Last Updated on Thursday, 13 November 2014 11:39 Written by Amy Wise Taylor | The Catholic Miscellany Thursday, 13 November 2014 11:19
MYRTLE BEACH—Principals and pastors joined forces recently to discuss revitalizing and strengthening schools in the diocese.
Chris Trott, principal of St. Gregory the Great in Bluffton, said they went into the meeting with a bit of trepidation, not quite knowing what to expect; but they came away with a sense of unity and common purpose.
During the day-long meeting, participants split into five groups, based on school size, and focused on four categories: strengths, weaknesses, opportunities and future threats.
Strengths included strong academics and Catholic values, said Erik Goldschmidt, one of the consultants.
Among the weaknesses listed by the groups was diminishing enrollment and a lack of resources, especially for the smaller schools and parishes.
Trott said one thing they fight against in terms of enrollment is a belief that children can get the same formation through the parish as they do in Catholic schools.
“Religion is woven throughout the day and the curriculum,” he said. “It is more than just a class. You will find Jesus Christ present in the morning through the afternoon, every day.”
At the meeting, Msgr. Chet Moczydlowski, pastor of St. John the Beloved in Summerville, said one of the challenges schools face is the need for more pastoral support. The diocese has 118 parishes that can support Catholic education in some manner.
Ways to increase collaboration between the parish and school in terms of religious education was one of the opportunities discussed by the groups. They also spoke about the growing Hispanic community and ways to appeal to them, Goldschmidt said.
Future threats that need to be addressed include methods to engage people in Catholic schools and parishes amidst a growing secular culture, and ways to keep up with technology, especially in older facilities.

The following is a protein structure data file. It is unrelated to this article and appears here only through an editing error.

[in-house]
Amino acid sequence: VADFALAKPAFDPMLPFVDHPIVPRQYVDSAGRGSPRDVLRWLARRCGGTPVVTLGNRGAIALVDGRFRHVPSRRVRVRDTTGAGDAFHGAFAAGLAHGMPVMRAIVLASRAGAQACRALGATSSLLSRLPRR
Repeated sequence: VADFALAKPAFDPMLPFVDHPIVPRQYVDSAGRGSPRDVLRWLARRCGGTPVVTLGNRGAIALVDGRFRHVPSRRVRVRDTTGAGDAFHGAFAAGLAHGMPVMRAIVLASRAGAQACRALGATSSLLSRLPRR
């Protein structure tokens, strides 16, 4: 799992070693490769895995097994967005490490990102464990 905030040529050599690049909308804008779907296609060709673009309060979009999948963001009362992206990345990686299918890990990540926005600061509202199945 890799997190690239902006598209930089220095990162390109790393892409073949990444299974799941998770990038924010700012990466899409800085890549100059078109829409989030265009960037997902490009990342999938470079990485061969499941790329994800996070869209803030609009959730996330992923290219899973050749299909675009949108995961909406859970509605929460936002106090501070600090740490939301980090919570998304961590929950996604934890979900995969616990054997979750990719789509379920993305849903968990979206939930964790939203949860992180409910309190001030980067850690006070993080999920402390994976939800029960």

Although the diocese will create its own solutions, the participants did look at national trends and creative answers used by other dioceses. Funding, for example, is a common problem, and some regions have responded with a diocesan-wide fundraising campaign exclusively for schools.
Other national trends focus on enrollment. One idea being tested by Wichita, Kan., is a total stewardship model that opens education to all Catholic families based on the gifts — prayer, service, finance — that the family offers the parish.
At the end of the session, the information was given to the consultants, who will help guide the diocese through the planning process and create a revitalization plan.
Next on the agenda are a series of community meetings asking for input from the public. See below for times and places.
The diocese is asking the public to attend input sessions in their region.
Please note changes from the earlier published schedule: sessions will be held at 9 a.m., 4 p.m. and 6 p.m. in the following areas:
Columbia: Nov. 10, St. John Neumann School
Greenville: Nov. 11, St. Mary Church
Myrtle Beach: Nov. 17, Our Lady Star of the Sea Church
Charleston: Nov. 18, 9 a.m., Christ Our King School; 4 p.m. and 6 p.m., Cathedral of St. John the Baptist, Cathedral Center
Ridgeland: Nov. 20, John Paul II Catholic School
Contact Sandra Leatherwood, (843) 402-9115 ext. 86 or sleatherwood@ catholic-doc.org.